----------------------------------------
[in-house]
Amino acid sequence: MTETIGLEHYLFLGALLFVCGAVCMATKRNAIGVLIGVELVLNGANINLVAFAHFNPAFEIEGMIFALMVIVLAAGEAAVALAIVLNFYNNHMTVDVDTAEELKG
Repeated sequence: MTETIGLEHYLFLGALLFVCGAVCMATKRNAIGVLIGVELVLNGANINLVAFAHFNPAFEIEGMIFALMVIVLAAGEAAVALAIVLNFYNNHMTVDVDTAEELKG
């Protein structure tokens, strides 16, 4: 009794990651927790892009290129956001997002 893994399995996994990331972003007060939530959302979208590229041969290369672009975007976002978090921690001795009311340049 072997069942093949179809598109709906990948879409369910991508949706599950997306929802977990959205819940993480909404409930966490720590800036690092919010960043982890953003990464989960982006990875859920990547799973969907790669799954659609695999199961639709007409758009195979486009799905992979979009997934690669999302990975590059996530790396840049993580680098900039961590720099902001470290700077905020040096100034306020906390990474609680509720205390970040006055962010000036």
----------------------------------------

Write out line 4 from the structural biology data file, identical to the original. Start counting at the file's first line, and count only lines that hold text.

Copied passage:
């Protein structure tokens, strides 16, 4: 009794990651927790892009290129956001997002 893994399995996994990331972003007060939530959302979208590229041969290369672009975007976002978090921690001795009311340049 072997069942093949179809598109709906990948879409369910991508949706599950997306929802977990959205819940993480909404409930966490720590800036690092919010960043982890953003990464989960982006990875859920990547799973969907790669799954659609695999199961639709007409758009195979486009799905992979979009997934690669999302990975590059996530790396840049993580680098900039961590720099902001470290700077905020040096100034306020906390990474609680509720205390970040006055962010000036």